Originally published by WhoWhatWhy
Image: Did US taxpayers foot the bill for this unfinished slaughterhouse? Photo credit: Special IG for Afghanistan Reconstruction / Flickr
Forget Nigerian email scams. A new get-rich-quick game targets that quintessential aggregation of easy marks: US taxpayers.
An Afghan contractor managed to get paid more than $1.5 million—just to build parts of a wall, a water well and a column to support a guard tower. All of this was part of a $12-million slaughterhouse construction project that was then… discontinued. This fiasco was revealed in a new report from the Office of the Special Inspector General for Afghanistan Reconstruction (SIGAR), an outfit that regularly cranks out reports about mind-boggling inefficiency, waste and corruption—reports that are largely ignored.
Project Was Epic Fail from the Start
The slaughterhouse turned out to be unnecessary because an expected increase in Afghan National Army troop strength never materialized, and an existing facility could handle the demand.
The facility would have butchered common sense in any case. In its recommendation to terminate the project, the Combined Security Transition Command–Afghanistan (CSTC–A) noted that the planned slaughterhouse would have included refrigerated storage. The problem is that “the Afghans do not typically refrigerate meat, instead preferring fresh meat.”
Even if the Afghans had wanted refrigeration, the recommendation noted they “have demonstrated an inability to successfully maintain refrigerating equipment in the long term.”
Had the slaughterhouse been finished, it would likely not even have been used by the local community. Photo credit: USAID Afghanistan / Flickr
In any case, the whole thing was not, in a manner of speaking, Kosher: “When the slaughterhouse was first put out for bid it called for modern equipment that would not be considered halal and would not be used.” Halal refers to dietary regulations in accordance with Islamic law, in this case meat that has been butchered appropriately.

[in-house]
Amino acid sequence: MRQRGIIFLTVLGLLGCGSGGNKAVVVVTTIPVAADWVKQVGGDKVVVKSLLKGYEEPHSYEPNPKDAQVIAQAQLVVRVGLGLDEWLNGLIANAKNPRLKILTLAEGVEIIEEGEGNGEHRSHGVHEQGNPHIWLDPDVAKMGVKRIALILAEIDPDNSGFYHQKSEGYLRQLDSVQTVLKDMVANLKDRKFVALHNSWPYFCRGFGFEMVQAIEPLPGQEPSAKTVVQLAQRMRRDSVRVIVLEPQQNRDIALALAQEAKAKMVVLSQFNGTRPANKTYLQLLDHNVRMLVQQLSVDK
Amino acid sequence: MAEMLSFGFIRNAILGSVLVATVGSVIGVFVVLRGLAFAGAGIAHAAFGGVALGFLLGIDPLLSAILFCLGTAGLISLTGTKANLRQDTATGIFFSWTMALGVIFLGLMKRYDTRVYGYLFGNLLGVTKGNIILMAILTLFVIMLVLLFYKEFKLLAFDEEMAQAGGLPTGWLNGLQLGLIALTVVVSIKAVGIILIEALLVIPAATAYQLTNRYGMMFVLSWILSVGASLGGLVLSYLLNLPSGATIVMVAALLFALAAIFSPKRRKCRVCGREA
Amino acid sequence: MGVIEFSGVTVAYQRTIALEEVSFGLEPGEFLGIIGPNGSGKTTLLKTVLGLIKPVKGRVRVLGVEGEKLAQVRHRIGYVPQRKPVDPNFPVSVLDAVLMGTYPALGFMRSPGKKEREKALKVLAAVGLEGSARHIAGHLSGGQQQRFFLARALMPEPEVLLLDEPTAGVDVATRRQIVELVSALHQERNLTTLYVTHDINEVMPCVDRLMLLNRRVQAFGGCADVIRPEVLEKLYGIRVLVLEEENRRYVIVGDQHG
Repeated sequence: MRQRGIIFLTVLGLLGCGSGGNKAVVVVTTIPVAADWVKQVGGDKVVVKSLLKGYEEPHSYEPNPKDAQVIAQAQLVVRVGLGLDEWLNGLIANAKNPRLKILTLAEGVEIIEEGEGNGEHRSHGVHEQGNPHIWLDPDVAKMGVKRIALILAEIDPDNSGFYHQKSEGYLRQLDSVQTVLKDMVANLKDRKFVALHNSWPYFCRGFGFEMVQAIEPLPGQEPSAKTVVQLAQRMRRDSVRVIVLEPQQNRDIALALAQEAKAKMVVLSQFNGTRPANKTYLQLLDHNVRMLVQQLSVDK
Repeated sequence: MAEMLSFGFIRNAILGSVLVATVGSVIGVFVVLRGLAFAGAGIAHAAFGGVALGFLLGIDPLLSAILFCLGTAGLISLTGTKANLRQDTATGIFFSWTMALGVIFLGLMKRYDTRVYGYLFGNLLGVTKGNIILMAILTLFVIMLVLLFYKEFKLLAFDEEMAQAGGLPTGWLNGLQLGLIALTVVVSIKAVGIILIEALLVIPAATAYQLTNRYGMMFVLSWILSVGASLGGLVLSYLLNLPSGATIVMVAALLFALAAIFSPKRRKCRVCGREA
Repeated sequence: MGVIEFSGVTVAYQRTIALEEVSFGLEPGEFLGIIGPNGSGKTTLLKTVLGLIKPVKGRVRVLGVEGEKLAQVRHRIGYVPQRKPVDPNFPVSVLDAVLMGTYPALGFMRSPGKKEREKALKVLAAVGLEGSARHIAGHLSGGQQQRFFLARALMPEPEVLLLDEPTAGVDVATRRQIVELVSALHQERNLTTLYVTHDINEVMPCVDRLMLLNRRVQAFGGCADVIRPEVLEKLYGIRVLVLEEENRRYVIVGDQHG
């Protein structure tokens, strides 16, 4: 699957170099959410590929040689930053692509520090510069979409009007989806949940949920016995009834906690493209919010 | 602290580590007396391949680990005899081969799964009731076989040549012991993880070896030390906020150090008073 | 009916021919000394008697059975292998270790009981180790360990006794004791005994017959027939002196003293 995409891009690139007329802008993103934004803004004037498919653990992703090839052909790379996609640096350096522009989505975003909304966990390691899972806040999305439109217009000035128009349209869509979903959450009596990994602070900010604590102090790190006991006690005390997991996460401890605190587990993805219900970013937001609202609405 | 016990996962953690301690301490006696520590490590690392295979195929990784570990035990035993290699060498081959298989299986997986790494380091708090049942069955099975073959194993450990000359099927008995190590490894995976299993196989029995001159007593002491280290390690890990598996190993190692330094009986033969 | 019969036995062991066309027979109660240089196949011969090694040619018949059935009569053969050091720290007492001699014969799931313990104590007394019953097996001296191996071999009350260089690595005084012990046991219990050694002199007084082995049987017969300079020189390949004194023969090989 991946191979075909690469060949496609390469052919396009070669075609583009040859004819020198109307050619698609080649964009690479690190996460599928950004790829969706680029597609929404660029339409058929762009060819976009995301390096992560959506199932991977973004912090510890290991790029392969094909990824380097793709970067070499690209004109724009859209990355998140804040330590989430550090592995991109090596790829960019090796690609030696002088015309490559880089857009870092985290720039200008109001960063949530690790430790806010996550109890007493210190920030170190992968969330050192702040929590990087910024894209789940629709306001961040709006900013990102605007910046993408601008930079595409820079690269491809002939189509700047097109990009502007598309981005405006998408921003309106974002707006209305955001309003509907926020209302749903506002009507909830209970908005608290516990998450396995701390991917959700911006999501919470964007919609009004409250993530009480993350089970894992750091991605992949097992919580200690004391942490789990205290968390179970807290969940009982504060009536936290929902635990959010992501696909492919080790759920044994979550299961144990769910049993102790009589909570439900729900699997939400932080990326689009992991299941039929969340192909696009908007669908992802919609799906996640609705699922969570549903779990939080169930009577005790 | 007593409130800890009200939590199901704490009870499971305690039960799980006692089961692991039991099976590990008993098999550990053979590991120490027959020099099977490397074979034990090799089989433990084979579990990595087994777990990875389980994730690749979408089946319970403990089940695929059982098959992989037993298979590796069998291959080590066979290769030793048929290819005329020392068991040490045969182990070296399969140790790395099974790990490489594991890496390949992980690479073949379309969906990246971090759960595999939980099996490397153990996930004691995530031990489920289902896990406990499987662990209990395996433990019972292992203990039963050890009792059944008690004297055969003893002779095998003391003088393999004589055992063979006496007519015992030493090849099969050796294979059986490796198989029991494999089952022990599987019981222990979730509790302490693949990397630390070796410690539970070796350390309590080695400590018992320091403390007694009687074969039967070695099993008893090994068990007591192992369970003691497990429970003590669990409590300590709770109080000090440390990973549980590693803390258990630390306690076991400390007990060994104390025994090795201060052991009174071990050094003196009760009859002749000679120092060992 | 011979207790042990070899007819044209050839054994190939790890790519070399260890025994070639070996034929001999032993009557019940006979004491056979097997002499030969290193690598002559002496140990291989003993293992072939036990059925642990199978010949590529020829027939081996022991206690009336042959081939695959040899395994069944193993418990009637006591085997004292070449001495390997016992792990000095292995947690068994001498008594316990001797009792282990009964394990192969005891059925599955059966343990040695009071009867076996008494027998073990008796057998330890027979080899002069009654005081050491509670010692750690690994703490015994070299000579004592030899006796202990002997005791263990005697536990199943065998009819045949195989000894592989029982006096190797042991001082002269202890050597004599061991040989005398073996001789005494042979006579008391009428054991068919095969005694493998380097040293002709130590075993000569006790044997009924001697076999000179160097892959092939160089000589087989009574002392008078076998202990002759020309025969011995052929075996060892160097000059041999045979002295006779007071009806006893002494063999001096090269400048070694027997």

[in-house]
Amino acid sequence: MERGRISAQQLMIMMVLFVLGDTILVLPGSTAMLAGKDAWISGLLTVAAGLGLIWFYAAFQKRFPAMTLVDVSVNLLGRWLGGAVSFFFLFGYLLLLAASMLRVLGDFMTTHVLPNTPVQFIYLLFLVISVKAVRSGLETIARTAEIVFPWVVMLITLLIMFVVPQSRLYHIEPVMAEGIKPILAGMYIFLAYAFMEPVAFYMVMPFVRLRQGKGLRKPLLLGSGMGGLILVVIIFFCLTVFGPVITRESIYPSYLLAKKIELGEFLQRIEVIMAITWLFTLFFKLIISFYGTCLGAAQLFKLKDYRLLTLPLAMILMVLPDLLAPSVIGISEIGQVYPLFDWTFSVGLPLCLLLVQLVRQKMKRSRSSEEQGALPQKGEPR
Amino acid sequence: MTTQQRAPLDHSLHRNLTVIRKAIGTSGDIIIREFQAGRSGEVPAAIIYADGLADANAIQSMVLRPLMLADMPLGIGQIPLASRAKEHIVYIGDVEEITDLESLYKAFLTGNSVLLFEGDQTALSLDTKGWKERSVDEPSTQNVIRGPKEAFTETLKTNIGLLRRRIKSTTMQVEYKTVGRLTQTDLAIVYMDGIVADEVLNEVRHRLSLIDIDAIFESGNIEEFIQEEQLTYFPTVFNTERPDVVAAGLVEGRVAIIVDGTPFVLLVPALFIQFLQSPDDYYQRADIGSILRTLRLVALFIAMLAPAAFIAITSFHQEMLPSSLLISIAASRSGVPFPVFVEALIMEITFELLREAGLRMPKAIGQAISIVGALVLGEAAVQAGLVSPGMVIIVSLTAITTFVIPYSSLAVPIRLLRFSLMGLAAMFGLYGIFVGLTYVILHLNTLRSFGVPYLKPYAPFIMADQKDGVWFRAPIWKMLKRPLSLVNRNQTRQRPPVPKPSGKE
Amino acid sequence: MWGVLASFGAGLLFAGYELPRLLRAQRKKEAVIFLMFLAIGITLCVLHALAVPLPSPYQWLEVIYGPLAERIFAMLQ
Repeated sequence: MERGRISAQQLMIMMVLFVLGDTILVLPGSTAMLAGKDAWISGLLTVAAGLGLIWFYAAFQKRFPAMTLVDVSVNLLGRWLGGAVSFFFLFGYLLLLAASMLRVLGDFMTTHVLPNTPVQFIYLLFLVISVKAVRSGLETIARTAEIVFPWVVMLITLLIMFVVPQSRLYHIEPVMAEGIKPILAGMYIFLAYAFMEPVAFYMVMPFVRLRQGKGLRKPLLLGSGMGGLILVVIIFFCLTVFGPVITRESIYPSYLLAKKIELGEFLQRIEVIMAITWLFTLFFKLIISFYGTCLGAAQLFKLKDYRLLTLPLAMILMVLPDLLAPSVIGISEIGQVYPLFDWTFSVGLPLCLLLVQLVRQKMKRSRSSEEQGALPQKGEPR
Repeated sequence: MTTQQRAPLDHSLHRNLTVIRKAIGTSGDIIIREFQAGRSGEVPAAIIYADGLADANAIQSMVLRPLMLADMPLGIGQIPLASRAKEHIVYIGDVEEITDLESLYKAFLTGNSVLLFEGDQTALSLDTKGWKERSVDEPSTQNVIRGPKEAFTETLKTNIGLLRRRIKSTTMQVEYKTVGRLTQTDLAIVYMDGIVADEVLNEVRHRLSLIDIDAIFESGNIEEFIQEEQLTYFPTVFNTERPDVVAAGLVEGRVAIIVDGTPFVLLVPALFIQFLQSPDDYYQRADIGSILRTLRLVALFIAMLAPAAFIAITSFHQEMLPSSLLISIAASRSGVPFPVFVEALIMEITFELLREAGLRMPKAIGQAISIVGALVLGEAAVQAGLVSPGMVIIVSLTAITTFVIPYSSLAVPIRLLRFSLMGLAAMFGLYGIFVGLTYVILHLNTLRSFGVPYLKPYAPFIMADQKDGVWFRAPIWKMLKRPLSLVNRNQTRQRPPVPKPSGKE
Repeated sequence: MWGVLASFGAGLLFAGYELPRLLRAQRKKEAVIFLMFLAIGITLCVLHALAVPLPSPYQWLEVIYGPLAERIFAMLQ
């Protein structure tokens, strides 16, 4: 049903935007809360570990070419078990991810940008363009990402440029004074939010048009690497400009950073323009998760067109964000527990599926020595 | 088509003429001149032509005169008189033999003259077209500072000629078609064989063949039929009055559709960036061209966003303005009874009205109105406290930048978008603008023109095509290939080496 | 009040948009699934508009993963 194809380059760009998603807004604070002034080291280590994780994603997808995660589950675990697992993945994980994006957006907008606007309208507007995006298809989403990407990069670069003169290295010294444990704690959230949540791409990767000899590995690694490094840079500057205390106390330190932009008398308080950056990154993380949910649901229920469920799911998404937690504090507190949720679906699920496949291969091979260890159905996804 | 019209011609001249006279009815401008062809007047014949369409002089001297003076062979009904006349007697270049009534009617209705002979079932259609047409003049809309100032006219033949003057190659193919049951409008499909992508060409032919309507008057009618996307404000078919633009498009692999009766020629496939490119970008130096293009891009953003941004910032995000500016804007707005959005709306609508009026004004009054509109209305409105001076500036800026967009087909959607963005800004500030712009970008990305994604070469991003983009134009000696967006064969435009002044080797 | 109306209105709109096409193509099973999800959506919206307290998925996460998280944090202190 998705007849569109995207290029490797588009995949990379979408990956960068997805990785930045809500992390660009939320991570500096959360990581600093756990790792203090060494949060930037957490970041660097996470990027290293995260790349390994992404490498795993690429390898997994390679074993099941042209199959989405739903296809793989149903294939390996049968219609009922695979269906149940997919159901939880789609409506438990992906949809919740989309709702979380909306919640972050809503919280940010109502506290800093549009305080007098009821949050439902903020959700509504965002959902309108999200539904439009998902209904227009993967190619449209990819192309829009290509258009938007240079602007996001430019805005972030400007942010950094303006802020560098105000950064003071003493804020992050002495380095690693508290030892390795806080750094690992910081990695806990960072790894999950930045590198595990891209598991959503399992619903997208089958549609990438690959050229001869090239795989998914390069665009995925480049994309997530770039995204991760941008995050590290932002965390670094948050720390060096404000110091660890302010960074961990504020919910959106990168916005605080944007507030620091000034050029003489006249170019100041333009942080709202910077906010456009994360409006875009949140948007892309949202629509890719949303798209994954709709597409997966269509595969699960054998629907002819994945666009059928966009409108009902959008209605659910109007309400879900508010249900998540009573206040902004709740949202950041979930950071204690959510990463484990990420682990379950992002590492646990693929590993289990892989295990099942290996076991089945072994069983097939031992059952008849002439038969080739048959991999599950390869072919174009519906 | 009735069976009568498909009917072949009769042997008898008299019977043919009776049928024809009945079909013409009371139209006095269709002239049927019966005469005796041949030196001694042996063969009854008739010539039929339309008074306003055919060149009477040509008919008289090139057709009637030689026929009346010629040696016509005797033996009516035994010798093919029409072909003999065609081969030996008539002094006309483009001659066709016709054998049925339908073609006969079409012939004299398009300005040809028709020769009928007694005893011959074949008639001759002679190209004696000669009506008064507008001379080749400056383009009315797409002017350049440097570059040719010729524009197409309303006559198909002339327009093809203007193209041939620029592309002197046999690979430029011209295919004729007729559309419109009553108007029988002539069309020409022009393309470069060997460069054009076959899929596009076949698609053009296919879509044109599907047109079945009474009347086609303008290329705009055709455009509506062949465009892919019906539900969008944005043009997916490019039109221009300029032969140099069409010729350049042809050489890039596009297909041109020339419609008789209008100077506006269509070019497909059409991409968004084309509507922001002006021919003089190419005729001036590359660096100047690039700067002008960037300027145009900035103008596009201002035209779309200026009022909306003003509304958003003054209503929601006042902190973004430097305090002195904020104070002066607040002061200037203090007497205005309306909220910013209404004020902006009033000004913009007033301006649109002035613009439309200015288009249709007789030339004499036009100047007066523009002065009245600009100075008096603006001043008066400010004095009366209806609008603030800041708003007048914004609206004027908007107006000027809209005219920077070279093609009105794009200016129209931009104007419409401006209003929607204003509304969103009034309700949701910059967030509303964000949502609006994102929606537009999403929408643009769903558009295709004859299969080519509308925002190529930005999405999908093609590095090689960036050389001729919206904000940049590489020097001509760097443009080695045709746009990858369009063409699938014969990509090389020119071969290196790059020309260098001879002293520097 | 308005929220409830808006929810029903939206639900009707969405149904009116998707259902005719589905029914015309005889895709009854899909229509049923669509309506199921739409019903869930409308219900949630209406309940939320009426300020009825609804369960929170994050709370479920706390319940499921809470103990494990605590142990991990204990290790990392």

So the proposed slaughterhouse turned out to:
• Not be needed in the first place;
• Feature refrigeration capacities the Afghans had no use for; and
• Include modern equipment that would not have allowed the meat to be prepared in a way that is considered halal, meaning that it would not have been prepared in accordance with Islamic law.
What does the military say about the decision to scrap construction?
Ensuring Fiscal Discipline
“Cancelling the construction of the slaughterhouse potentially saves the Coalition Forces approximately $10.5 million in new construction costs and potentially saves GIRoA [Afghan government] approximately $264,000 per year in sustainment costs,” CSTC-A stated.
Putting a positive spin on the mess was clearly a priority. “Let’s make sure your report recognizes the savings here while attempting to find fault with the requirement,” US Army Major General Todd Semonite stated in a handwritten note to SIGAR. “Looking forward to your continued partnership as we both work to ensure fiscal discipline.”
All this begs a larger question about such waste and incompetence, which, according to SIGAR, seems more the norm than the exception: Why do we continue tossing billions after billions down a sinkhole? Because the people in charge think no one is looking?
As WhoWhatWhy previously reported, out of $56 billion that the Department of Defense has spent in Afghanistan, only $21 billion can be accounted for. Then again, if US companies can get a big enough stake in Afghanistan’s vast mineral resources, it’ll at least have been worth it to… somebody. Just not the American taxpayer.
And not the average, suffering Afghan.
So what exactly does $1.5 million buy in Afghanistan these days? These photos of the construction siteshow the amount of work the contractor, AREEB-REC Joint Venture, did for the money.
An unfinished construction site. Photo credit: Afghanistan Reconstruction / Flickr
And the story doesn’t end there. The contractor is requesting an additional payment of $4.23 million for work already completed. A decision on that request is pending.
Panorama photo credits: USAID Afghanistan / Flickr; Omar Chatriwala / Flickr; CSTC-A / Wikimedia.